Is postdating a check illegal in virginia


01-Nov-2019 14:04

I patiently explain to each of these people that the information in the Date field of the check is for the reference of the payor only, that a post-dated check amounts to nothing more than a verbal agreement between the payor and payee, and that the bank will honor any check that has the account number, routing number, written and numerical amount, name of payee, and signature of authorized accountholder. If the check in question overdrew the account, or was rejected for nonsufficient funds, I further explain that it is against federal law to write a check for an amount greater than the available funds in the account at the time the check is written.

It usually shuts them up once the they fully comprehend the idea that they have done something illegal (and are therefore, theoretically, getting off lightly with a .00 fee).

For the most part, a bank is free, but not required, to pay a post-dated check whenever it's presented as long as the writer hasn't notified the bank it should not be paid.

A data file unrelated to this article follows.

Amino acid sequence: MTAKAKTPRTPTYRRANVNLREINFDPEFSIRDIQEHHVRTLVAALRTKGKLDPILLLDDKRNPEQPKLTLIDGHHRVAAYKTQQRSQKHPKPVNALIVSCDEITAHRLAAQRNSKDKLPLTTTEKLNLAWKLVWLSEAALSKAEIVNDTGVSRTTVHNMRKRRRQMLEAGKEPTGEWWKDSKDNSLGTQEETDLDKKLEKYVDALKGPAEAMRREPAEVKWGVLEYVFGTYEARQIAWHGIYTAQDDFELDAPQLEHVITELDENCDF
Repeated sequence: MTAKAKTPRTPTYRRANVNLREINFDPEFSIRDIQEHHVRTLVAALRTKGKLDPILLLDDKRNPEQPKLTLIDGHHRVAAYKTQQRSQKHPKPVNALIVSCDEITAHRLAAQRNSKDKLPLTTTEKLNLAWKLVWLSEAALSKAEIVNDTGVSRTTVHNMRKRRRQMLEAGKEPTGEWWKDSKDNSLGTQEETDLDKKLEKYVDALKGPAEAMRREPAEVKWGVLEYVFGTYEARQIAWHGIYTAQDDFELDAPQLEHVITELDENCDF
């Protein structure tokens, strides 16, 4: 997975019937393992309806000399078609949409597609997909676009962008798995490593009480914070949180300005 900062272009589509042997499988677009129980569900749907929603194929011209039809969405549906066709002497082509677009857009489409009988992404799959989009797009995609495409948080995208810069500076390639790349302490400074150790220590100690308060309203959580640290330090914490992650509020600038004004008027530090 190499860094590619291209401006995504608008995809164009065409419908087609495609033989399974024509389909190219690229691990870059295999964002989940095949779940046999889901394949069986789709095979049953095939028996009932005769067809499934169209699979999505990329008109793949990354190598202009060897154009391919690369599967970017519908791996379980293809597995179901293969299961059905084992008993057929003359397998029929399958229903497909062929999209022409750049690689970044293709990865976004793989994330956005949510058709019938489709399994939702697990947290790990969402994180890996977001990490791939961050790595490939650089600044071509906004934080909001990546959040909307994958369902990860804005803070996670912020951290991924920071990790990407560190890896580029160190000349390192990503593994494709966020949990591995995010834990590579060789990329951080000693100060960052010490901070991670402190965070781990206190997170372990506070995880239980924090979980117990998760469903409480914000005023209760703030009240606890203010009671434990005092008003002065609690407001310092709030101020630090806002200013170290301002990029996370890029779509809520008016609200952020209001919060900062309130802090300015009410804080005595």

Of course, a bank will do everything just shy of calling their customer an idiot for attempting to post-date a check and hoping the bank will actually pay attention to it amid the squizzillions of checks they process each day.

a check delivered now with a written date in the future, so that it cannot be cashed until that date.

Well, sure, but you're not trying to scam anyone, and those outstanding checks are probably not post-dated.

If someone could supply me with such a statute, I would be most greatly obliged. If, on the other hand, post-dated checks are not illegal but merely irrelevant, please inform me of that as well.

My Google-Fu was quite apt at locating the Egyptian version of this law, but provided nothing on U. Not the answer I'm hoping for, but at least my explanation for it is already quite well-rehearsed. It's the long, drawn-out explanation given in the first paragraph of the OP.

Stating it like that makes it sound like corporate policy, which your average American consumer seems to view as highly negotiable (and, furthermore, they regard endless bitching as the primary means of discussion).

They tend to react somewhat differently, however, when smacked upside the head with the cold, hard word of Law.

According to another site such checks are civil and not crimial affairs in Virginia. That said, have you ever heard of a customer doing so?